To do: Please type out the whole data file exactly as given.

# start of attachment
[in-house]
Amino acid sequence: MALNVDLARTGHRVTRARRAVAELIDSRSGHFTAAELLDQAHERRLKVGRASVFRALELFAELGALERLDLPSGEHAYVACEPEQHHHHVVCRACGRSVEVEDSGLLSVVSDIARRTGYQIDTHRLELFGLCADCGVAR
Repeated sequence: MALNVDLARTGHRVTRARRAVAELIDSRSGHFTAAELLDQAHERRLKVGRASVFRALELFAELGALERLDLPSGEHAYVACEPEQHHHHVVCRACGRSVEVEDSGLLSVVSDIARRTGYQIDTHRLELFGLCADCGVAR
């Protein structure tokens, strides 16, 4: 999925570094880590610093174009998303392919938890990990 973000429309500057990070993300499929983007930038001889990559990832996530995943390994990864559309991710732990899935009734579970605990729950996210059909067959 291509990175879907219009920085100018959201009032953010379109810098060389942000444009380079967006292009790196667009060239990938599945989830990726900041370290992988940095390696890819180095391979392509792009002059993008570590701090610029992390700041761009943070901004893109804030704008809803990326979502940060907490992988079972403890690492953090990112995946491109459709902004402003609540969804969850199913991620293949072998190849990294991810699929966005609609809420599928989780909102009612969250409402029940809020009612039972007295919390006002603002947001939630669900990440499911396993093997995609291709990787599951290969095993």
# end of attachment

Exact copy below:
[in-house]
Amino acid sequence: MALNVDLARTGHRVTRARRAVAELIDSRSGHFTAAELLDQAHERRLKVGRASVFRALELFAELGALERLDLPSGEHAYVACEPEQHHHHVVCRACGRSVEVEDSGLLSVVSDIARRTGYQIDTHRLELFGLCADCGVAR
Repeated sequence: MALNVDLARTGHRVTRARRAVAELIDSRSGHFTAAELLDQAHERRLKVGRASVFRALELFAELGALERLDLPSGEHAYVACEPEQHHHHVVCRACGRSVEVEDSGLLSVVSDIARRTGYQIDTHRLELFGLCADCGVAR
């Protein structure tokens, strides 16, 4: 999925570094880590610093174009998303392919938890990990 973000429309500057990070993300499929983007930038001889990559990832996530995943390994990864559309991710732990899935009734579970605990729950996210059909067959 291509990175879907219009920085100018959201009032953010379109810098060389942000444009380079967006292009790196667009060239990938599945989830990726900041370290992988940095390696890819180095391979392509792009002059993008570590701090610029992390700041761009943070901004893109804030704008809803990326979502940060907490992988079972403890690492953090990112995946491109459709902004402003609540969804969850199913991620293949072998190849990294991810699929966005609609809420599928989780909102009612969250409402029940809020009612039972007295919390006002603002947001939630669900990440499911396993093997995609291709990787599951290969095993």